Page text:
Note to Reader 4: Most of the time, we consider engine problems to be those that cause our rides to buck and stall. The thing is, sometimes engine problems can occur while you’re moving. It’s a bit more dangerous, especially if the engine trouble is severe, causing you to lose control over your vehicle. The moment you experience engine problems, do slow down until you get to your destination. If the problem is grave, pull over to avoid risking complete vehicle breakdown.
If while driving, your engine misfires or surges unexpectedly… These are examples of life’s not-so-great surprises. One moment your engine is completely fine—you start your car without glitches and accelerate well until a few miles later, maintaining a steady speed, your engine suddenly speeds up and bucks, jolting you almost out of your seat. If you experience this engine problem, it’s highly possible that you have…
Possible Cause: your engine is about to overheat. Now honestly, when was the last time you checked your radiator’s fluid levels? When was the last time you added coolant to your car? Failure to conduct tune ups usually lead to overheating. If you’ve recently added water and coolant mixture into your engine cooling system, but you still experience this problem, your best recourse is to check your cooling system for malfunctioning auto parts. The culprit could be a loose fan belt, a busted radiator, cracked radiator hoses, or a stuck thermostat.
Possible Solution: After identifying the “problematic part”, either repair or replace the component. I suggest replacing the component completely though. Especially if the part that’s in question is more than just a few years old.
Possible Cause: If you’re sporting an older ride, then your carburetor’s choke might not be working as well as it should be or it may not be positioned correctly. Remember, older vehicle models tend to foul up faster than newer models. Which is why it pays to conduct regular auto maintenance, increasing the frequency of your tune-ups as your car ages.
Possible Solution: Check your choke plate. Is it positioned correctly? Is it still working as it should? Does it open completely? If not, then you either replace it or repair it. If the damage is quite severe, I suggest you put down your repair tools and start looking around for a replacement choke plate to avoid a repeat of this nasty episode.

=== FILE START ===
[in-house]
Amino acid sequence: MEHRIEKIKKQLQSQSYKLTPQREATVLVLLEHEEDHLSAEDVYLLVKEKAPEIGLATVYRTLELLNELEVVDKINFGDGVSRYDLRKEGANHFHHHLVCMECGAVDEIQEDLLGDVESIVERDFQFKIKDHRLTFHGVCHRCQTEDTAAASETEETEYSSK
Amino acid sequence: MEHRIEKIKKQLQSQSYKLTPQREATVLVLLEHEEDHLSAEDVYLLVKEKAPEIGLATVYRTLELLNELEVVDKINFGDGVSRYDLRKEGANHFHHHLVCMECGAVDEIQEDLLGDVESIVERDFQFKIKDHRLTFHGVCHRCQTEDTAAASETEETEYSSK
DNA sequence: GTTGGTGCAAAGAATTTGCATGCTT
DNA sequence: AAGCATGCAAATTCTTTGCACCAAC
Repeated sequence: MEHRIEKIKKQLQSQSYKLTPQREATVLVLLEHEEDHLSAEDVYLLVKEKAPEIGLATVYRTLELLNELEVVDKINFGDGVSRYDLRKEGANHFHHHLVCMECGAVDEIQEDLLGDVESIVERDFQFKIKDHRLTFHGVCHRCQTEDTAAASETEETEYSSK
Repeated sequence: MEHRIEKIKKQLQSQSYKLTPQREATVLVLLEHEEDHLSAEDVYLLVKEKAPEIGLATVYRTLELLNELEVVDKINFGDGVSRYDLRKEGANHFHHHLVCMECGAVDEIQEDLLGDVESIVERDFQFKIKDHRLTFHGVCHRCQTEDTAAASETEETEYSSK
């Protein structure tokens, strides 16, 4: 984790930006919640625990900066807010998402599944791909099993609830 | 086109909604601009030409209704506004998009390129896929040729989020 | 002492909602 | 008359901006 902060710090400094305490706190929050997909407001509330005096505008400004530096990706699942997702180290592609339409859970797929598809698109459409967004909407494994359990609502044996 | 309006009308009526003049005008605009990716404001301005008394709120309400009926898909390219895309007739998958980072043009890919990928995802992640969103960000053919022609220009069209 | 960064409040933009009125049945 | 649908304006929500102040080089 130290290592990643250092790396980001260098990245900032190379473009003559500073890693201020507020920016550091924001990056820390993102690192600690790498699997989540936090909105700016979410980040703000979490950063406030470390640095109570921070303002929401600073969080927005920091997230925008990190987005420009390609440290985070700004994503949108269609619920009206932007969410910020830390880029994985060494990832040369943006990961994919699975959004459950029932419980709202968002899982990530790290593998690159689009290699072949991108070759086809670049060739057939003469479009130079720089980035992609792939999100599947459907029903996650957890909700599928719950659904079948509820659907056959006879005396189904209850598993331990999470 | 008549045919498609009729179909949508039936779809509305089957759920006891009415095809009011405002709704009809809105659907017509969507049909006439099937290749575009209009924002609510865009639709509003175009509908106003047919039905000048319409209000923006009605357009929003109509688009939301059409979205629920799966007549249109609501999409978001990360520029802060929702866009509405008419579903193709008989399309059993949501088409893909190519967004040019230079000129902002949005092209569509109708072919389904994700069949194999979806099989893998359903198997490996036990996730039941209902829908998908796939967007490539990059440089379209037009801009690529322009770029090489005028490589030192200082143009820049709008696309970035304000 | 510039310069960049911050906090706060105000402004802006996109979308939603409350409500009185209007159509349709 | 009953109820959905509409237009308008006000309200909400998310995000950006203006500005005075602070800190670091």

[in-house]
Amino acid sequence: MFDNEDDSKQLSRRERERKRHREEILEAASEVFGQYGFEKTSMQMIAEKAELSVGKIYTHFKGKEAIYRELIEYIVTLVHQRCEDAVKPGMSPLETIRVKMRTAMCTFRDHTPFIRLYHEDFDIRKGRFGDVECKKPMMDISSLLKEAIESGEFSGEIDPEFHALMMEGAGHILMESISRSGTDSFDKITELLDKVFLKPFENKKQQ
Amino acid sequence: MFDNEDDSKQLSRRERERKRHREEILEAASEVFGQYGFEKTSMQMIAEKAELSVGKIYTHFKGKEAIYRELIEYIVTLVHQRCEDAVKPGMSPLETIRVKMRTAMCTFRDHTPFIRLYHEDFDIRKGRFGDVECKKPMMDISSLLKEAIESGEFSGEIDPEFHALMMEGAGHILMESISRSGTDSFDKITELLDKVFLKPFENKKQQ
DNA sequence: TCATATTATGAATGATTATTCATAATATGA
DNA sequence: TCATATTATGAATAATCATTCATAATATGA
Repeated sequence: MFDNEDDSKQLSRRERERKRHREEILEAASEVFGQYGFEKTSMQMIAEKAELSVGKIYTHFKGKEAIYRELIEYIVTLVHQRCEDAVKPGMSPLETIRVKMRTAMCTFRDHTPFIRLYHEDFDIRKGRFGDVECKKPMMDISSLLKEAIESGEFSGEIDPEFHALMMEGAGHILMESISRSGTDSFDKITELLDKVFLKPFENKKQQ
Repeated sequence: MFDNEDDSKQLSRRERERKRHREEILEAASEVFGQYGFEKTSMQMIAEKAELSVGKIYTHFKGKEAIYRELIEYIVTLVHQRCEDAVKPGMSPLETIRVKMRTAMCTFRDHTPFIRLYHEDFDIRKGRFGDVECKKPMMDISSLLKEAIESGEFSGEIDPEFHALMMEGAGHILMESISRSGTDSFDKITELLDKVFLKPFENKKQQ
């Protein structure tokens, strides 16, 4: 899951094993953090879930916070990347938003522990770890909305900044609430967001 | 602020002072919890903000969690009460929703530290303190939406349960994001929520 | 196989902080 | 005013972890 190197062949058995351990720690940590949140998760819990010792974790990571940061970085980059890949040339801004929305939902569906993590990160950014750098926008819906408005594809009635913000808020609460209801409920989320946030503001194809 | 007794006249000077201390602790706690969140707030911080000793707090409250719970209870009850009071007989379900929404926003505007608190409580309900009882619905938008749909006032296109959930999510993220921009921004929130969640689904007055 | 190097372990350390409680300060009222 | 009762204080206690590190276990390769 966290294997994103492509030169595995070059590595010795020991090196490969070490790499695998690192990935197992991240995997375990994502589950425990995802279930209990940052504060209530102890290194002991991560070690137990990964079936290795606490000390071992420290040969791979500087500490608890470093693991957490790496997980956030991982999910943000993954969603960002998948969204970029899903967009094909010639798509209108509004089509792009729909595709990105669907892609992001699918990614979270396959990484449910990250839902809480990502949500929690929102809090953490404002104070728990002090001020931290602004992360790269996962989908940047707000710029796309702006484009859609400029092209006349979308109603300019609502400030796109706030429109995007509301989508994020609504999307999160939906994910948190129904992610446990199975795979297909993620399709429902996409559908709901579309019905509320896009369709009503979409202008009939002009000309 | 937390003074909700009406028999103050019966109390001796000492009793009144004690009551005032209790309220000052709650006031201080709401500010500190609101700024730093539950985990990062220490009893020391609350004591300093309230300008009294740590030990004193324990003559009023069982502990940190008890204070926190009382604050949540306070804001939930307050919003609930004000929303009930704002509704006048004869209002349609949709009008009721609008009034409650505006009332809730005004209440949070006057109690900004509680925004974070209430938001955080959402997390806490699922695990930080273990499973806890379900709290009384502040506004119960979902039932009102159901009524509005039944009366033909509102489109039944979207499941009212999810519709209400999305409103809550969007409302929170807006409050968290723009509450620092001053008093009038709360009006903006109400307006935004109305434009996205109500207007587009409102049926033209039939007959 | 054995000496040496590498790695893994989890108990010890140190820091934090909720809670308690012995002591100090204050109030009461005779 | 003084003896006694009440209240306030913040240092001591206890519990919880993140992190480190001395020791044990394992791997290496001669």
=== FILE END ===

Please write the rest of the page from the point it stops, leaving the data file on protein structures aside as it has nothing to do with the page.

Possible Cause: Malfunctioning ignition timing.
Possible Solution: The good news is that most of the time, you won’t really have to make any replacements when it comes to wacky ignition timing. All you have to do is make all the right adjustments, and you’ve got great ignition timing—hopefully for years!
Possible Cause: Too-Low fuel pressure. This problem could be caused by either a malfunctioning fuel pump or a bad fuel pressure regulator. Check your fuel pump and fuel pump regulator using a fuel pump gauge. Note where the fuel pressure is dipping.
Possible Solution: If the culprit is a poor fuel pressure regulator, then I suggest looking around for a replacement part and taking your car to your local mechanic for installation. If you’re a skilled mechanic, then you should be able to install a new fuel pressure regulator easily. But if you’re just starting out, it’s always best to have the professionals take care of this job. Believe me, the fuel pressure regulator is not an easy part to install.
Possible Cause: Problems with your engine computer or computerized engine control system. Remember my post on DTC (diagnostic trouble code)? You’ll need a DTC reader to interpret the codes coming from your engine computer. Look for a scan tool if you don’t have one already and plug it into your engine computer. If you don’t have one, there are some garages who would let you use their scan tools for a small price—some might even let you use a DTC reader for free, so long as you promise to come back to them for tune ups and repairs. Point is, get a reading. Don’t forget to test the circuits too!